Spousal maintenance is the obligation of a party to provide financial support to his former spouse or de facto partner. It is not an automatic right.
Spousal maintenance refers to the amount that is given by a person to his former spouse or de facto partner for the latter’s financial support. After divorce or separation a person may or may not be entitled to spousal maintenance. It is therefore not an automatic right. A person has to ask for it from his former spouse or partner (unless voluntarily given) or apply for it in court.
The former couple can agree about the spousal maintenance and formalize such agreement in writing. To make this agreement more binding and enforceable the parties can apply to the court for consent orders which will be issued without having to go through a hearing.
The party seeking for the spousal maintenance may file an application with the court. Parties will have to go through pre-action procedures since these are part of the requirements before the court will entertain the application.
The application must be filed within 12 months from the time the divorce became final for within 2 years of the separation of the de facto partners. An application may still be filed beyond the aforementioned periods but the matter will be left to judicial discretion.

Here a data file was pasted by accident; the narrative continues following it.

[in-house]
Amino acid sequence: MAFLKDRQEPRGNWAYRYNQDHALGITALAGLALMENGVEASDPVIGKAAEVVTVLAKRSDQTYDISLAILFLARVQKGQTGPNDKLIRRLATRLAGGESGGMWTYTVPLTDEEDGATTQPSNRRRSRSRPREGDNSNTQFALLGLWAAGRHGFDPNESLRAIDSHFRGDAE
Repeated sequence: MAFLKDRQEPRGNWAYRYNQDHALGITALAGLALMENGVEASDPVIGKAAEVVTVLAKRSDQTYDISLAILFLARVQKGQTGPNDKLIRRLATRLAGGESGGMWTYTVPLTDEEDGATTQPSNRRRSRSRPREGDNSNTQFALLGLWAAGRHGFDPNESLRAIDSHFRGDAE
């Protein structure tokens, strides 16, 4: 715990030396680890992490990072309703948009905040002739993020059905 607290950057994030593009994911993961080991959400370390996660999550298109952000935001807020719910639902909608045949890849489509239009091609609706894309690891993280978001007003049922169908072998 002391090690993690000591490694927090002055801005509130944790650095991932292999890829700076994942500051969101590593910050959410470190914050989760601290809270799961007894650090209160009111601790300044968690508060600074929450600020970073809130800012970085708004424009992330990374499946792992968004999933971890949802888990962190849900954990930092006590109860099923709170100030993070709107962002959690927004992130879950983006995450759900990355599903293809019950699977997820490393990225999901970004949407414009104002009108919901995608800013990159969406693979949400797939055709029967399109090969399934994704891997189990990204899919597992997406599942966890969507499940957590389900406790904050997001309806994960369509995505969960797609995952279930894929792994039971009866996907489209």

There are three types of spousal maintenance orders:
Urgent spousal maintenance that is premised on an immediate need. The proceedings are summary without a trial on the merits. Thus, the case will be decided based on the application and affidavits submitted without examination of the parties.
Interim spousal maintenance orders are issued during the pendency of court proceedings. The amount that is given to the applicant is only temporary until the disposition of the main proceedings. The usual procedure is that the property settlement is finalized first before making a final determination of the spousal maintenance. It may be that after receiving a substantial property settlement the applicant does not anymore need financial support. It could also be that after the property settlement the party from whom spousal maintenance is sought could no longer afford to give financial support.
Final spousal maintenance order is the final determination of the financial support that a former spouse or de facto partner will receive. This will stay in force until the responsibility to pay ceases or there is a modification of the order.
The duty to pay spousal maintenance ceases upon the death or the remarriage of the applicant.
The court’s order may be suspended, revived, or discharged because of a substantial change in the circumstances of the parties, material fraud and the consent of the party was obtained through fraud or coercion.